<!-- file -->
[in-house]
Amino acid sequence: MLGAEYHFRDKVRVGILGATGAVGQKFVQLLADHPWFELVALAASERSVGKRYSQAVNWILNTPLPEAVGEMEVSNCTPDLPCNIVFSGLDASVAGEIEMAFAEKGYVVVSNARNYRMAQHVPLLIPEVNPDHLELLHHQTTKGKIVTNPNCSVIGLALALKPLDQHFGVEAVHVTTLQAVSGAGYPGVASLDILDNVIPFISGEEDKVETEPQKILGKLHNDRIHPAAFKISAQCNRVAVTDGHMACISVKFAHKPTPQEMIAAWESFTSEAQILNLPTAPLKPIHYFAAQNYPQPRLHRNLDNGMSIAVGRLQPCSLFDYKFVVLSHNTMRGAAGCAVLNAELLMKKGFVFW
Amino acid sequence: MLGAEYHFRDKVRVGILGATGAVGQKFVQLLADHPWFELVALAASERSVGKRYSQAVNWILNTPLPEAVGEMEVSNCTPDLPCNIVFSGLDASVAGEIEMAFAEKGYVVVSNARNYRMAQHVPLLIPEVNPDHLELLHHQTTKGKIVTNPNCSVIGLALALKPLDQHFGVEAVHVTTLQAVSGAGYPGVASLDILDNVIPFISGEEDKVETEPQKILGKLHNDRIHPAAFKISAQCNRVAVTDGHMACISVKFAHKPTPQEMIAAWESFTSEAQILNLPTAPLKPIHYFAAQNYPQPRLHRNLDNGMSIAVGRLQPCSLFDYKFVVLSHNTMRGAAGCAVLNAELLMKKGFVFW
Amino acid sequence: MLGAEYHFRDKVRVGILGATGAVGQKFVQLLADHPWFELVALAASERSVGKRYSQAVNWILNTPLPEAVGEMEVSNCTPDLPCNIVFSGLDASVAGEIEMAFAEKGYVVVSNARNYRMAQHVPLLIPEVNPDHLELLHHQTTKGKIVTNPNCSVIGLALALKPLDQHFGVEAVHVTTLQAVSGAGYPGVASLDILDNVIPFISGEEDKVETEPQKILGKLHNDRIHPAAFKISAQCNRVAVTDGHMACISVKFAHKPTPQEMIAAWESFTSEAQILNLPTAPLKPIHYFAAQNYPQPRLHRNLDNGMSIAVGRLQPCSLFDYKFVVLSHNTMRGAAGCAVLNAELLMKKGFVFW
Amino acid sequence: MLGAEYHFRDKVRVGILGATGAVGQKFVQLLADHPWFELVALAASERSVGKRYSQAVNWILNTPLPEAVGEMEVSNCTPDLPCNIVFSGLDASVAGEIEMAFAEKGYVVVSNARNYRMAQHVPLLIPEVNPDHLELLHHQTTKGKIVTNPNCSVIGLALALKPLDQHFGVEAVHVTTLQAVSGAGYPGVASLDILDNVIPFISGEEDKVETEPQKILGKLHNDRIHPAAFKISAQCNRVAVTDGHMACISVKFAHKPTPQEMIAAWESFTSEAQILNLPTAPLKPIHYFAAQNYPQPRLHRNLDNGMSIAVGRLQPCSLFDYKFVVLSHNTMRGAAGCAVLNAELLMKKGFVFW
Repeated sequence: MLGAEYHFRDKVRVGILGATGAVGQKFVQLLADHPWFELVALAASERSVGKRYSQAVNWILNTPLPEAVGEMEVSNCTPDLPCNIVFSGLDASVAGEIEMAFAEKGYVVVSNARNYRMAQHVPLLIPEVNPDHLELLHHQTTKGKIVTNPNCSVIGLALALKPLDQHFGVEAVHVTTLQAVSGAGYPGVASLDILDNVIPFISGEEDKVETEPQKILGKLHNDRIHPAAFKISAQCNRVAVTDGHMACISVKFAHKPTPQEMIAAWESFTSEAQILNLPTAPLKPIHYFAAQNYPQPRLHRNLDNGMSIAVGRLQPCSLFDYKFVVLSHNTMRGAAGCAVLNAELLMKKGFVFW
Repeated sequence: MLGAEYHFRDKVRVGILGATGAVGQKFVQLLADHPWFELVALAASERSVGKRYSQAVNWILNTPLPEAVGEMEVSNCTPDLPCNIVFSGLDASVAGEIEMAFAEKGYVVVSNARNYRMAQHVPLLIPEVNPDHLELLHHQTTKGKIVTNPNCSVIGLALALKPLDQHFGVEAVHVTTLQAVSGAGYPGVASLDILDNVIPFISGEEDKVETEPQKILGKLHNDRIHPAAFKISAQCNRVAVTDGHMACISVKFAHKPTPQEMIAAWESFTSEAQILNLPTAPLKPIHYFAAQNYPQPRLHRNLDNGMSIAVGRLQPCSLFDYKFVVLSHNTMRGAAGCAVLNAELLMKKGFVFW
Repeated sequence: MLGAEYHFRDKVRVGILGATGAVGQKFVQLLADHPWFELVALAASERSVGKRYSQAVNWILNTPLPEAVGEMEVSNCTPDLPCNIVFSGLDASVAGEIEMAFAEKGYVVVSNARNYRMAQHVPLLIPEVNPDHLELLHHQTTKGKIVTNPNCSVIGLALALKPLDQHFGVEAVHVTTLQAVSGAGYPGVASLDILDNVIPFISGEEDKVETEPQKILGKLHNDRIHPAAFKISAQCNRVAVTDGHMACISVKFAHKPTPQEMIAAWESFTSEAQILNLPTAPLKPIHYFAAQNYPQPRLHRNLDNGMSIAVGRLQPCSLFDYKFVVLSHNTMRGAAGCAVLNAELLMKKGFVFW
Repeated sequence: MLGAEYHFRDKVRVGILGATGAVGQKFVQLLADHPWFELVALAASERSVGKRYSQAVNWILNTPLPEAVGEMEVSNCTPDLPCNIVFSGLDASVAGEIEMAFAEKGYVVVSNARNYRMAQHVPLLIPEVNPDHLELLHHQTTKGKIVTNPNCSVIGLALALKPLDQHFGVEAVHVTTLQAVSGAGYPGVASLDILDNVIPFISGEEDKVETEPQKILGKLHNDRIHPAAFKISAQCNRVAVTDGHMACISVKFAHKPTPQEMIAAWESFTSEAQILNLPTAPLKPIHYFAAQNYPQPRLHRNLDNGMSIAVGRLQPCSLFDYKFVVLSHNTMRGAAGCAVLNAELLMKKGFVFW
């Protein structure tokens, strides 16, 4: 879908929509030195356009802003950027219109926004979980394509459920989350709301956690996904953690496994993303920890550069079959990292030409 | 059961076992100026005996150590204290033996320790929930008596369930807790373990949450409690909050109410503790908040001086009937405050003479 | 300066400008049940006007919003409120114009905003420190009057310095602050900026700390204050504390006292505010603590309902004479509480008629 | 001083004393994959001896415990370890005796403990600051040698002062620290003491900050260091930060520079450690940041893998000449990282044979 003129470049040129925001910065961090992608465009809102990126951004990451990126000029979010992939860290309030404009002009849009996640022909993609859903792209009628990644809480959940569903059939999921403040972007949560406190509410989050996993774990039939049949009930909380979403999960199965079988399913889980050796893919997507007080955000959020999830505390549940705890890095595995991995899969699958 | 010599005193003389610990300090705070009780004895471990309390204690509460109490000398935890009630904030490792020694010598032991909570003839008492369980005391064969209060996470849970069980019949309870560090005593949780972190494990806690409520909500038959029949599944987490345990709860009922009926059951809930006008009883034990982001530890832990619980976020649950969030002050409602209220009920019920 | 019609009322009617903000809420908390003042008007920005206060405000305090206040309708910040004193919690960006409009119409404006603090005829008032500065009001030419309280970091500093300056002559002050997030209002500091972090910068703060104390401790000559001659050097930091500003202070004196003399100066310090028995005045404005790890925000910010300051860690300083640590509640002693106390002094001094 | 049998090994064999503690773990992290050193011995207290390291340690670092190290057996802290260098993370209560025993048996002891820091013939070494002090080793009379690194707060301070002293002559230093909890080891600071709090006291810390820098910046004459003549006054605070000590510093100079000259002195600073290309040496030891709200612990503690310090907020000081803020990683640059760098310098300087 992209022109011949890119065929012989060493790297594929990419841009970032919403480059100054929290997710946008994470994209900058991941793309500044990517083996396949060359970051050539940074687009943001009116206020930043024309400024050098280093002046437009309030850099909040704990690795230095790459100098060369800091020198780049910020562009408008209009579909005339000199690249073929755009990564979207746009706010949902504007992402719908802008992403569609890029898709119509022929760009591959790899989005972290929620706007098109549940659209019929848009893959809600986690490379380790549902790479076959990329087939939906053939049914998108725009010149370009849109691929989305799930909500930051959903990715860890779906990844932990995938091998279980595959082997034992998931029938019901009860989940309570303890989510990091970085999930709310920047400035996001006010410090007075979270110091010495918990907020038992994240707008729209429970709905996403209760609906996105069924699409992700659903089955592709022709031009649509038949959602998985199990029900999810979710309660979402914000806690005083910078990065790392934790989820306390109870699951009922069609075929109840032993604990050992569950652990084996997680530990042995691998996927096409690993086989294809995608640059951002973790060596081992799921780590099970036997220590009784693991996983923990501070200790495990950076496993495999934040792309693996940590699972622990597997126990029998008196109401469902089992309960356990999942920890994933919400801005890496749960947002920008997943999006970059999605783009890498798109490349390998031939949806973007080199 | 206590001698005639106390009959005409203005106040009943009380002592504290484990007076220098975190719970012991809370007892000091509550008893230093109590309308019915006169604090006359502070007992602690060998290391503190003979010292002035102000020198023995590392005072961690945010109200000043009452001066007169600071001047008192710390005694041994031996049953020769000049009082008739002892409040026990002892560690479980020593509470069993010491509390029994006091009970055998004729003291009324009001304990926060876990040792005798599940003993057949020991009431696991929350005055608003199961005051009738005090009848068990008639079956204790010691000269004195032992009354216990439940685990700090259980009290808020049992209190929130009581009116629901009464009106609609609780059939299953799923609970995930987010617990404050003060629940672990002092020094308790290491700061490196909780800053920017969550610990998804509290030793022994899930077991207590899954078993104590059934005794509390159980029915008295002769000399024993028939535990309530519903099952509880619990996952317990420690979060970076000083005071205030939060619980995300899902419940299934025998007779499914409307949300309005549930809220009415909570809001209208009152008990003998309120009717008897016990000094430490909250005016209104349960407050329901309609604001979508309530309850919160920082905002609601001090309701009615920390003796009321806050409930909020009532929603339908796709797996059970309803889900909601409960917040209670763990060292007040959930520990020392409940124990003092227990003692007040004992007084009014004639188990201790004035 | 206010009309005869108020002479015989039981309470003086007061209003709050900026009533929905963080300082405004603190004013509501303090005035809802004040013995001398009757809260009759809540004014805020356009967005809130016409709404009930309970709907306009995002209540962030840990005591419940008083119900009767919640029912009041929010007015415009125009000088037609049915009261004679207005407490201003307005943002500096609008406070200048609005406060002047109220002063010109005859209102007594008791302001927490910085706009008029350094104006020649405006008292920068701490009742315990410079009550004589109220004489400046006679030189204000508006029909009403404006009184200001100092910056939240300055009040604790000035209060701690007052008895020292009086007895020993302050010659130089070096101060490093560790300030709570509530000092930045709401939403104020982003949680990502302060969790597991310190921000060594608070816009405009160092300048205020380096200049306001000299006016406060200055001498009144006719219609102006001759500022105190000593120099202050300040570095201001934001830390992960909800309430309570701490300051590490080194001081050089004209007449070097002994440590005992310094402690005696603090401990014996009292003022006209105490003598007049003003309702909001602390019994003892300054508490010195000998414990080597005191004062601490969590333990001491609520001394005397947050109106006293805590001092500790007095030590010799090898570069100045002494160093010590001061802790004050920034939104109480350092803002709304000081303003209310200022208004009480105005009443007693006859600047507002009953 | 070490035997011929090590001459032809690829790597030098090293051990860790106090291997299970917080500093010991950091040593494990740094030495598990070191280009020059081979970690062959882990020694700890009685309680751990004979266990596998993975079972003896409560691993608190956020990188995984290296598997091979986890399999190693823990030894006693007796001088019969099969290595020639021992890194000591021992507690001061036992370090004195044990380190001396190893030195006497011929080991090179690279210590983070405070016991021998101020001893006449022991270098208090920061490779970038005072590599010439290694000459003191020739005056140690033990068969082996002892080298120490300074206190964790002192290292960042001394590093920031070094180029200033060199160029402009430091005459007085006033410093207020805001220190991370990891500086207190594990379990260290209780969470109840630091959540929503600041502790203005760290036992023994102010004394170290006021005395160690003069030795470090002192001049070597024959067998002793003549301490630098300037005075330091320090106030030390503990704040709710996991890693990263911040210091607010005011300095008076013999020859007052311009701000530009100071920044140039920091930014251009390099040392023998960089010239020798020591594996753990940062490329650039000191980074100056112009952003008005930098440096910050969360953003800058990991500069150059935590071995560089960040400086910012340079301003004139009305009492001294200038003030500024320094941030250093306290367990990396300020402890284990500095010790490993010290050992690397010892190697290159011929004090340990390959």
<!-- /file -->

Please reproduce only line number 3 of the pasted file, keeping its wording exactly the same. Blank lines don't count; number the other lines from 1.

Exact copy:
Amino acid sequence: MLGAEYHFRDKVRVGILGATGAVGQKFVQLLADHPWFELVALAASERSVGKRYSQAVNWILNTPLPEAVGEMEVSNCTPDLPCNIVFSGLDASVAGEIEMAFAEKGYVVVSNARNYRMAQHVPLLIPEVNPDHLELLHHQTTKGKIVTNPNCSVIGLALALKPLDQHFGVEAVHVTTLQAVSGAGYPGVASLDILDNVIPFISGEEDKVETEPQKILGKLHNDRIHPAAFKISAQCNRVAVTDGHMACISVKFAHKPTPQEMIAAWESFTSEAQILNLPTAPLKPIHYFAAQNYPQPRLHRNLDNGMSIAVGRLQPCSLFDYKFVVLSHNTMRGAAGCAVLNAELLMKKGFVFW